Happy Birthday Tian Du Yuanshuai – the Deity of Music and Drama

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Today is the day to celebrate Tiandou Yuanshuai, the patron saint of music and drama.

In Taiwan, it is traditional in Taoist belief to celebrate the birthday of deities according to the lunar calendar date. Today was the birthday of Tian Du Yuanshuai (meaning Marshal ‘paddy field’ Du), who’s divine role is to be protector of Chinese regional opera. Many members of opera troupes in Taiwan revere him.


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According to the legend, Marshal Tian Du was abandoned in a paddy field as a baby.

Chinese mitten crabs came to his aid, saving his life by feeding him saliva through bubbles. For this reason, he is often depicted with a crab symbol on his forehead and his devotees will not eat crab out of respect.


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These celebrations for gods and deities last for the day of the birthday and are usually accompanied by the unmistakeable brash, shrill sound of the suona wind instrument; a sound which is punctuated by the resounding thud of firecrackers being set off en masse. A figurine of the deity who is enjoying their birthday will be carried through the street, sometimes firecrackers are set off under the figure and followers may deliberately expose themselves to the searing force of the firecrackers as a sign of their devotion.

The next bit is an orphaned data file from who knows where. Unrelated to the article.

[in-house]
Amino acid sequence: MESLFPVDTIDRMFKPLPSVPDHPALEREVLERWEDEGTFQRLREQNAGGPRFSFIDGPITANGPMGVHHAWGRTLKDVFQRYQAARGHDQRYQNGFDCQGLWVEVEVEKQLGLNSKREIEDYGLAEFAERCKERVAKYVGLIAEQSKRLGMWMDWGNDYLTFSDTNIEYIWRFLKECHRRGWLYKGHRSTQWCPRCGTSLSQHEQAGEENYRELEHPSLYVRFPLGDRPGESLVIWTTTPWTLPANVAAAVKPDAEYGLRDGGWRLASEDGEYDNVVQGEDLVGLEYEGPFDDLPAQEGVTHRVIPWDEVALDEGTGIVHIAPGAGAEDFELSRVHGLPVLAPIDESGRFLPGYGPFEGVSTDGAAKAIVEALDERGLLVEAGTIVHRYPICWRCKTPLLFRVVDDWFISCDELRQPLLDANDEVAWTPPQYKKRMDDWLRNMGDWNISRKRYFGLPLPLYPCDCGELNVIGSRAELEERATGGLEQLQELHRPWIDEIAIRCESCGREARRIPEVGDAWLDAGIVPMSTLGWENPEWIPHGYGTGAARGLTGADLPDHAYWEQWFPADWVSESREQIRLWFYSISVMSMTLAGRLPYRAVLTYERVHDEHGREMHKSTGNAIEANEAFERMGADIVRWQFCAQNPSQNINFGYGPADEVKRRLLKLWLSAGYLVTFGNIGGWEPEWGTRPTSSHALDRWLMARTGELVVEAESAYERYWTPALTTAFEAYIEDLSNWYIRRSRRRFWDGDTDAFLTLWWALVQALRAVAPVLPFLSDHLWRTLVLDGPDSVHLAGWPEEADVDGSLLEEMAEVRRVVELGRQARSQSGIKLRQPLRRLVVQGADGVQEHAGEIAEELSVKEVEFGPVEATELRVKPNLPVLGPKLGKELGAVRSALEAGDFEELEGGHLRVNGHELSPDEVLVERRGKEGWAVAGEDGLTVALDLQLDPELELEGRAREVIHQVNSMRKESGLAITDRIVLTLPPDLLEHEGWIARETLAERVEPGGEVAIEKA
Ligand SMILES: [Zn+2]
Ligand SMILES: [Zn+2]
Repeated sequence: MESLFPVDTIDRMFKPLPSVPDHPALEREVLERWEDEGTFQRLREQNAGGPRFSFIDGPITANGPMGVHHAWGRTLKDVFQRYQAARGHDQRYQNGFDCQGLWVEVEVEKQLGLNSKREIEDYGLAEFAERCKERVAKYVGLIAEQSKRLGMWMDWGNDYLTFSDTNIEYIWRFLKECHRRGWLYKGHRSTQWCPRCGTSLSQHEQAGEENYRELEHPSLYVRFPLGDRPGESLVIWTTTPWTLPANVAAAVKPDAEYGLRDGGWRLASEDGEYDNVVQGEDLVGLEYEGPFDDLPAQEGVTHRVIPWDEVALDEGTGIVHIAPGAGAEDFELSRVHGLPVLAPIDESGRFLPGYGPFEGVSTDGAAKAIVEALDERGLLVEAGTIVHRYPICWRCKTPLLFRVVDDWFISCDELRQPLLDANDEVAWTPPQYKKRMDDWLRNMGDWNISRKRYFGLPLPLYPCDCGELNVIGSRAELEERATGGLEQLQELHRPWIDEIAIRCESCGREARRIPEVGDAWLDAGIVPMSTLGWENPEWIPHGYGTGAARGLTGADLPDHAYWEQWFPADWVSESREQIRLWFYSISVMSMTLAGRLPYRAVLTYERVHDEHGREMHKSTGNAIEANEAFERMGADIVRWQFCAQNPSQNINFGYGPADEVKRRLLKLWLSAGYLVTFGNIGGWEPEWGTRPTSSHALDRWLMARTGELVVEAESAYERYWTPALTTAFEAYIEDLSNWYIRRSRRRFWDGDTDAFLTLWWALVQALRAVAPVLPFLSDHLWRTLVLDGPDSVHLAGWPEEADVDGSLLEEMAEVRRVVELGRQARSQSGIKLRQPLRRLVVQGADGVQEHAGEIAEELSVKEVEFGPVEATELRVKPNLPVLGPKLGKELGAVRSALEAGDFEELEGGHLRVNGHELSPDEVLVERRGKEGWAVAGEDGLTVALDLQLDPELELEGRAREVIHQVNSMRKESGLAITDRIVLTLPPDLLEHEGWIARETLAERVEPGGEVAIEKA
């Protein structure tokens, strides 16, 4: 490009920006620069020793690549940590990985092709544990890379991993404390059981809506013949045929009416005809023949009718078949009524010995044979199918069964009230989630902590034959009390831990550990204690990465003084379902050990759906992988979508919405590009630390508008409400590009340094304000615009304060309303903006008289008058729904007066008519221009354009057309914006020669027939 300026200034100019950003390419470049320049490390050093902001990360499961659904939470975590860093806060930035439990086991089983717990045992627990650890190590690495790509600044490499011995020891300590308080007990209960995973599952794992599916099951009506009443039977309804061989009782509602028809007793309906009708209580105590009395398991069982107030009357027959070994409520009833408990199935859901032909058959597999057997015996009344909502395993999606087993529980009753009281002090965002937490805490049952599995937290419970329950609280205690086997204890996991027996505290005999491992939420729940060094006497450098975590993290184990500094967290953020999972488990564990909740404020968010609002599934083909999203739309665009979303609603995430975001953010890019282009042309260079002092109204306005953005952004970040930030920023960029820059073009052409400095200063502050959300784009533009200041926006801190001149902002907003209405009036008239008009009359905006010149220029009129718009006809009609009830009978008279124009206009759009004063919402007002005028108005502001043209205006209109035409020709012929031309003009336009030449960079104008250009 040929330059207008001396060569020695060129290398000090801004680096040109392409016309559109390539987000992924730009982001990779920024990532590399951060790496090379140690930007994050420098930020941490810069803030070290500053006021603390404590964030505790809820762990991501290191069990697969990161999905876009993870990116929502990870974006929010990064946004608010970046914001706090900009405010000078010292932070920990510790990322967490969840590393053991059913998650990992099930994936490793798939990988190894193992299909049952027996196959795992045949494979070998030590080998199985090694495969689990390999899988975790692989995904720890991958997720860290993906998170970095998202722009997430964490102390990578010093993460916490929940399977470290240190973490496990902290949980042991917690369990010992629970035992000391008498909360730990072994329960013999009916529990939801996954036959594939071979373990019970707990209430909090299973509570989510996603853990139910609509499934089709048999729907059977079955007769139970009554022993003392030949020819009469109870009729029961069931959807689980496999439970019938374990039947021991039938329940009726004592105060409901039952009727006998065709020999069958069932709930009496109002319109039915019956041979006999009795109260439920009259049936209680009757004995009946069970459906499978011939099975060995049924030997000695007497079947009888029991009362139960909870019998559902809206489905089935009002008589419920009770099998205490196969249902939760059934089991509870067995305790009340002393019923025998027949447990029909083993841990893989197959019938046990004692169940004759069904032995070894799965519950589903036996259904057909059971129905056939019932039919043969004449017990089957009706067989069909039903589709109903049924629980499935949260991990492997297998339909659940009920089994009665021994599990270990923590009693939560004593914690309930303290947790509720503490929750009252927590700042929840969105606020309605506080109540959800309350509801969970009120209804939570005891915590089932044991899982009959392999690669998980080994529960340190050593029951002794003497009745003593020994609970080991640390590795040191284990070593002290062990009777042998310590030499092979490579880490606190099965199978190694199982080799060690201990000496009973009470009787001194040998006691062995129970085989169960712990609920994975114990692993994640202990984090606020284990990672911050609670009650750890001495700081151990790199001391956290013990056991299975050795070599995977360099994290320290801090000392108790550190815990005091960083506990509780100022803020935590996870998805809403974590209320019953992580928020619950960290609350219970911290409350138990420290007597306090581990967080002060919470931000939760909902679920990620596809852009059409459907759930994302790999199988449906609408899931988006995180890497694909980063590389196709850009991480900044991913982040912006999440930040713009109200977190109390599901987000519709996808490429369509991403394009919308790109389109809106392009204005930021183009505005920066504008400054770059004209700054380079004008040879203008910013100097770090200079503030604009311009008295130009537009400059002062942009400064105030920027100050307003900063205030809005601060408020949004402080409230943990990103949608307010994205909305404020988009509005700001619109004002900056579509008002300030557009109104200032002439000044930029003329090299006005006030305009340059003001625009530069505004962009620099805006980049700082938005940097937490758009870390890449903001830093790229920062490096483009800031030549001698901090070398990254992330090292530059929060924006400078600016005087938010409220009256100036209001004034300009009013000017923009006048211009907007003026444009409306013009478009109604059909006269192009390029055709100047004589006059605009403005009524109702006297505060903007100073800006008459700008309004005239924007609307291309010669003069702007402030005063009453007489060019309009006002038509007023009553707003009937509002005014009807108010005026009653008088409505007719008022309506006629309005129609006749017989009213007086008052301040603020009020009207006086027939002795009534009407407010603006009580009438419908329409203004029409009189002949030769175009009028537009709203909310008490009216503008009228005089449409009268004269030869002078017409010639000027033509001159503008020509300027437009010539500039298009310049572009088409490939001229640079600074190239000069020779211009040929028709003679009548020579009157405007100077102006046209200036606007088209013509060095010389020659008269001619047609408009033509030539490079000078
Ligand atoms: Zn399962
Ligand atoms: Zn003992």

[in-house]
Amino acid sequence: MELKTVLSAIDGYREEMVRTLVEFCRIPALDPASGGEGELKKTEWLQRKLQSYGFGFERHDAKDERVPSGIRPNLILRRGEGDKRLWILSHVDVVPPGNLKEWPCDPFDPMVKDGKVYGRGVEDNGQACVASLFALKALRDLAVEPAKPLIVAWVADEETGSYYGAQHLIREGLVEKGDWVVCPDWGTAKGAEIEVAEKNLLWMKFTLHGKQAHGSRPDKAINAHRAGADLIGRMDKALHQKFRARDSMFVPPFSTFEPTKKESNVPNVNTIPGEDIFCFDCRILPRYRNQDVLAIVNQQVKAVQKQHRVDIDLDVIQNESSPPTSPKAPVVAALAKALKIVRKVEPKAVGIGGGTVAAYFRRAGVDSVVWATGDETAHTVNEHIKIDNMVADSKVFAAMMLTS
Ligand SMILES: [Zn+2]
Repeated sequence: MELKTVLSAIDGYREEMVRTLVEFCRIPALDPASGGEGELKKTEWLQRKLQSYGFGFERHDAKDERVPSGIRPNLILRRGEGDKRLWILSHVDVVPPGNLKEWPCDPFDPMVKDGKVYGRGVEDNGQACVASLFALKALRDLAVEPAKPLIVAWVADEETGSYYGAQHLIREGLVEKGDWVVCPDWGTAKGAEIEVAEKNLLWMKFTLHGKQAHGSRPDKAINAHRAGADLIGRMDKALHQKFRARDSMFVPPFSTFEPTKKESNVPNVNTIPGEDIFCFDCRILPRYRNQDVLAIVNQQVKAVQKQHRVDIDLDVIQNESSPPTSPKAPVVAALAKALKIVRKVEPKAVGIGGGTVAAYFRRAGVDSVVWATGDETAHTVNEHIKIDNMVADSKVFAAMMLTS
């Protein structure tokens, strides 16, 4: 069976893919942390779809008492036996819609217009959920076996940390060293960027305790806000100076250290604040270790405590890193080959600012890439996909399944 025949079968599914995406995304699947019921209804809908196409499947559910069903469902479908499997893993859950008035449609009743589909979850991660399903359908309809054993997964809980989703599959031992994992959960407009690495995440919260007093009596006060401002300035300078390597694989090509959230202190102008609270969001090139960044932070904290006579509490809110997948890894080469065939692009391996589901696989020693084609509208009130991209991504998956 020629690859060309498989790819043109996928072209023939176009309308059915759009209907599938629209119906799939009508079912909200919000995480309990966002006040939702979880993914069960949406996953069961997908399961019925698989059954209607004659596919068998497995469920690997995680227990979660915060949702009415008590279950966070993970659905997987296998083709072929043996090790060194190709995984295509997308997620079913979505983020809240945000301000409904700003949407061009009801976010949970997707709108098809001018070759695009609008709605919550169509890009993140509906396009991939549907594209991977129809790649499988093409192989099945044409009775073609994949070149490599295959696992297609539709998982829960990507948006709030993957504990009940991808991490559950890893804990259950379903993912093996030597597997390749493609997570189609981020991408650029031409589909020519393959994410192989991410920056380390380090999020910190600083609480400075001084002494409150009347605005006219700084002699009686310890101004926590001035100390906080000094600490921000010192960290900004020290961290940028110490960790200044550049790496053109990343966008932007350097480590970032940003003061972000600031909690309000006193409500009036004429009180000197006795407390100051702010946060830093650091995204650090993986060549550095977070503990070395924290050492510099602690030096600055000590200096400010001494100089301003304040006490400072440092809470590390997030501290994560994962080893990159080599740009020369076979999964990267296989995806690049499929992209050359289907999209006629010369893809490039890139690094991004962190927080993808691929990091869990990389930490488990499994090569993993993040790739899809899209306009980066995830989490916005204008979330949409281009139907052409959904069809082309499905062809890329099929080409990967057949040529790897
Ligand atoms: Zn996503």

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Taoist festivities certainly can’t be accused of being understated.

The faces of the temple-goers above were entirely blackened by ashes and the marked by the searing results of traditional explosives; all in the name of Tian Du Yuanshuai 田都元帥.


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The remnants of spent firecrackers are kicked away, then they start again. ‘Field Marshall Tiandou’, the deity of music and drama, is paraded down the road by different temple groups from around Taiwan.


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Some groups paint their faces in a traditional style; these followers are drawing on inspiration from the tiger, a powerful symbol in eastern mysticism and religion.



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Gongs, artworks and figures are marched through the open roads, still packed as ever with furious motorists and unruly scooterists.


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The parade is accompanied by the rasping sound of traditional Taoist music and every temple troupe interprets the traditions in their own way and brings something unique the the celebration.


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